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Dell snaps up Enstratius for cloud wrangling

Big Mike is getting agnostic about heavenly infrastructure

Reducing the cost and complexity of web vulnerability management

Having bought a slew of management tools for server virtualization and clouds either directly or through its acquisition of Quest Software, the last thing you might think IT giant Dell needs is another cloud management tool. Wrong. Dell has just inhaled Enstratius to give it a SaaSy cloud control freak to complement its existing tools – and to give it yet another bit of software to sell.

Enstratius changed its name last year because several other companies were using the enStratus name for different products around the globe, so if you have heard of enStratus but not Enstratius, now you know why.

The company is an offshoot of Valtira, a peddler of online marketing tools established in 2003, that was so frustrated by the tools that were available to manage cloudy infrastructure that it had to hack together its own starting in 2007.

And when the Valtira platform was made available on Amazon Web Services in May 2008 because Valtira did not want to have to build and maintain its own cloud, the tools that would eventually become the Enstratius cloud management platform made the jump as well, and were eventually split off as a separate product.

Over time, Enstratius has expanded from just supporting AWS infrastructure with its cloud management tools, and supports clouds built on VMware vCloud, Citrix Systems CloudStack, Eucalyptus Systems' eponymous controller, or OpenStack, as well as a slew of public clouds including AT&T Synaptic Storage, Bluelock, CloudCentral, CloudSigma, GoGrid, Google Compute Engine, HP Cloud, IBM SmartCloud, Joyent Cloud, OpSource, Rackspace Cloud, ServerExpress, Tata InstaCompute, Terremark, and Microsoft Windows Azure.

The Enstratius toolset can be run on premises atop your own iron or is delivered as a service running off of AWS, and it has enterprise-class access management and governance features as well as multi-cloud provisioning and monitoring capabilities. It also allows for virtual machine images running out on the clouds or in your private cloud running atop a supported hypervisor/cloud controller combination. It does these backups in a clever fashion that lets them be puffed out onto other clouds and run there.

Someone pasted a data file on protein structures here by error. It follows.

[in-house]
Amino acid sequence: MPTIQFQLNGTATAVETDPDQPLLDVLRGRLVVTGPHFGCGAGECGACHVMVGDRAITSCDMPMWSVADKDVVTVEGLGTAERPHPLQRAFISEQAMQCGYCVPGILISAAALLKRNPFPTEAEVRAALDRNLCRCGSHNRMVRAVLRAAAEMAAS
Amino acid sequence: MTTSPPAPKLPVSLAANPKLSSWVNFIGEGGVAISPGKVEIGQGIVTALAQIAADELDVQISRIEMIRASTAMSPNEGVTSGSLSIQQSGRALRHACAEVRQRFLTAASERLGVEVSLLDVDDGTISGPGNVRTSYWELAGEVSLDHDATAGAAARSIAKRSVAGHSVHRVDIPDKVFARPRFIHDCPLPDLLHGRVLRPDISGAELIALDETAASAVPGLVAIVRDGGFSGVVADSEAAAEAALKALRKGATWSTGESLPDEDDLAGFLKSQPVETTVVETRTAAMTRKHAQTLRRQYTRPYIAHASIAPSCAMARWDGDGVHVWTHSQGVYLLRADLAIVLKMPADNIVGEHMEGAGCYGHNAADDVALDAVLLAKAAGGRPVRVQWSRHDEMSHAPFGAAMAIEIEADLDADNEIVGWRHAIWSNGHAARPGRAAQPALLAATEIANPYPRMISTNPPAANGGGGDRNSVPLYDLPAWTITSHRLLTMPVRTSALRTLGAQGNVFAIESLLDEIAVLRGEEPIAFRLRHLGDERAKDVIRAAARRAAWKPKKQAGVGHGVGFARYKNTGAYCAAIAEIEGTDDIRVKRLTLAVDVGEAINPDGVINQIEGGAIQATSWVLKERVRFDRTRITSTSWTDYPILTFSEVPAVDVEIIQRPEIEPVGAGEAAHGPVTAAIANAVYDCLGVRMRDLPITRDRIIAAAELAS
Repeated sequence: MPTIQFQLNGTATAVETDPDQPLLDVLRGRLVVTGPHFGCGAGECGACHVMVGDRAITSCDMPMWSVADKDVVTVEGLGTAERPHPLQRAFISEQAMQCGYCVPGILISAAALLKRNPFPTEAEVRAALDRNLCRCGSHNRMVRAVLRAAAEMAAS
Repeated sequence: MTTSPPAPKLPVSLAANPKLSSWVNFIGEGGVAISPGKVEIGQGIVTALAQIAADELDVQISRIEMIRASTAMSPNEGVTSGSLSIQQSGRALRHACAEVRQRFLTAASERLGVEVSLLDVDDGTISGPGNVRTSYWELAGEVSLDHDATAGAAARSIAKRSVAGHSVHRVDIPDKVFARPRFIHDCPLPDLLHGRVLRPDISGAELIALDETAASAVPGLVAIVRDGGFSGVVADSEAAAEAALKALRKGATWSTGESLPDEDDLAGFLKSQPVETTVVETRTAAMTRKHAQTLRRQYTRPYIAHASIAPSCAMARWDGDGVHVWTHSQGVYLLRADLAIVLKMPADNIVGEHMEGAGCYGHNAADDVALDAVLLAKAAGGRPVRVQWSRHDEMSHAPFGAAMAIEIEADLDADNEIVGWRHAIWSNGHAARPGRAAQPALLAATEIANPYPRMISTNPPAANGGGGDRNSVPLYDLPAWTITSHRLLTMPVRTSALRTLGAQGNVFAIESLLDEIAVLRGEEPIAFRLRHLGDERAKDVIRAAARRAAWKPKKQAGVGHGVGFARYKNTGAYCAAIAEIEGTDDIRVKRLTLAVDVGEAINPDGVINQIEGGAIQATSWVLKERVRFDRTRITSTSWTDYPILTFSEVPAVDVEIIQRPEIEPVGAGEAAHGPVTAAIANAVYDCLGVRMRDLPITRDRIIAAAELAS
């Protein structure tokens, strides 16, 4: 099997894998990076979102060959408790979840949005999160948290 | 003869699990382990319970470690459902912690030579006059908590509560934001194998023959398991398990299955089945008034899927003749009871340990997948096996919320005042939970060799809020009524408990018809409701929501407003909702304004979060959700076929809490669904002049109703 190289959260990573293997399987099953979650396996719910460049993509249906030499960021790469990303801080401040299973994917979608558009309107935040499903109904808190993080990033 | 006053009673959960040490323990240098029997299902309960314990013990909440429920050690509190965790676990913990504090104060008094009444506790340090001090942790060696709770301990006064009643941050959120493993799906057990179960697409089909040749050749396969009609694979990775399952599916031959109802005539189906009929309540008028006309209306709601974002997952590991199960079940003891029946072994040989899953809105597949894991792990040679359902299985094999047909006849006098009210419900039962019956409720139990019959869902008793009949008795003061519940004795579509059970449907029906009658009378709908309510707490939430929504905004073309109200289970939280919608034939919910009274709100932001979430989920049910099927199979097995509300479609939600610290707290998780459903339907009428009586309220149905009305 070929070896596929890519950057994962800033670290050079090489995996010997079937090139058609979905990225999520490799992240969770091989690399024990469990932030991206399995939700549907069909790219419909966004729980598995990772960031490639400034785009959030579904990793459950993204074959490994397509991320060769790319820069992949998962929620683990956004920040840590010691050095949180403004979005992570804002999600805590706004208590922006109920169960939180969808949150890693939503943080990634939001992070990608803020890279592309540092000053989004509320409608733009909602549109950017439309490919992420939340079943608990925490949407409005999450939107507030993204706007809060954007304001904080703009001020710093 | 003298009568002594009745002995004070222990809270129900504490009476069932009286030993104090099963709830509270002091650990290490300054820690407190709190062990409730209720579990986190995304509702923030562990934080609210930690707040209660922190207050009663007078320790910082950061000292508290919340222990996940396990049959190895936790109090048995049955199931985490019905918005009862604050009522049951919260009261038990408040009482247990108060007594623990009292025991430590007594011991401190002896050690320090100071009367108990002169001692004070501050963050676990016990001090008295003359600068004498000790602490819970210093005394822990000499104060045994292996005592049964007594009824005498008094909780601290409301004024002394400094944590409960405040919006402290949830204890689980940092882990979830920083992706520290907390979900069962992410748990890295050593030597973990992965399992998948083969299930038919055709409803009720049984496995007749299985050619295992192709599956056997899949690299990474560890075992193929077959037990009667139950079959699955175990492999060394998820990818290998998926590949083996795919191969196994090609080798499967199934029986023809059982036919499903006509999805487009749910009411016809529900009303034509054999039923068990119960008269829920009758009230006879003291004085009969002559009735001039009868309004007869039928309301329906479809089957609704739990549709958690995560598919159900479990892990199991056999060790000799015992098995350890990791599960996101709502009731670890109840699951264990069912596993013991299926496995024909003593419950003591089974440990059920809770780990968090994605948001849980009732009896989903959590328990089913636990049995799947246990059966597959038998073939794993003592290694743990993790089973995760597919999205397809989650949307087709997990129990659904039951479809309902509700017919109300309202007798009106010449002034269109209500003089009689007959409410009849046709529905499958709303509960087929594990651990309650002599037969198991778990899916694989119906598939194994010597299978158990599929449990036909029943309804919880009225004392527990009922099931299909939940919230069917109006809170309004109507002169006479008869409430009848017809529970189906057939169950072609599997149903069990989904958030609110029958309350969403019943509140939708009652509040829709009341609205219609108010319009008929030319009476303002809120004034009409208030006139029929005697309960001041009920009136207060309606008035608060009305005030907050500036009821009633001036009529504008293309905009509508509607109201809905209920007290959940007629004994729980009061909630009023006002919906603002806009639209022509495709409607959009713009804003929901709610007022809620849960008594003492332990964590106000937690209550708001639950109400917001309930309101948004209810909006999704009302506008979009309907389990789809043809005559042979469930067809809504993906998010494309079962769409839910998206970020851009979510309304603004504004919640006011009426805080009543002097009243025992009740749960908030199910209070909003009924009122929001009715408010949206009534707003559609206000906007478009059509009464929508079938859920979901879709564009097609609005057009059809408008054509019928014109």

The Enstratius tool also does load balancing within the regions of a particular cloud provider and can do disaster recovery from a second cloud provider, which makes it a popular tool among startups who have been burned by cloud downtime.

The governance features don't just keep track of who is accessing what, but can put spending caps on various applications or departments that are using cloudy capacity. The provisioning tools integrate with Chef and Puppet, the two most popular deployment tools on the clouds these days, and can manage autoscaling on all of the supported clouds. You can have one tool instead of five or six if you use multiple types of clouds – as most businesses will, no matter how hard they try otherwise.

At the moment, Enstratius has an Entry edition of its cloud control freak service that is free for up to five servers (whether physical or virtual) and with up to three users. This freebie service doesn't have backups built in, but you can pay extra to do them and to monitor and manage relational databases or do load balancing.

The Basic edition of the Enstratius service can have up to ten users, covers an unlimited number of servers, and does 30 backups per month; it costs $50 per month. The Standard edition costs $500 per month and has unlimited users and does 60 backups per month, plus it has LDAP and SAML integration for identity management and authentication, and tosses in monitoring functions for free. The Enterprise Edition also tosses in load balancing services for free and has unlimited backups for free; it costs $5,000 per month.

In the midst of a messy ordeal as company founder Michael Dell tries to take the company private, Dell has been pretty quiet of late and did not say much in its statement announcing the acquisition. It certainly did not say how much it paid for the company, which is based in Minneapolis, Minnesota. Enstratius has only raised a Series A round of funding, which brought it $3.5m back in November 2011, so it could have been eaten for a relatively small amount of dough.

Interestingly, the Dell Cloud is not one of the ones that Enstratius currently supports – but that is bound to change, and Dell appears to be enthusiastic about having a tool that spans clouds instead of being locked into one of them.

Dell says that the Enstratius tool complements the Active System Manager (formerly known as GaleForce) cloud management tool that the company got its hands on last November when it inhaled Gale Technologies for an undisclosed sum.

It looks like building up ASM to hook into all the big public clouds was too tough of a task, and buying Enstratius solved the problem quickly and simply.

Now Dell has yet another product to try to fit into its existing hairball of Scalent, GaleForce, Boomi, Foglight, AppAssure, and NetVault management tools. Each of these does different things, but there is a lot of overlap. ®

Reducing the cost and complexity of web vulnerability management

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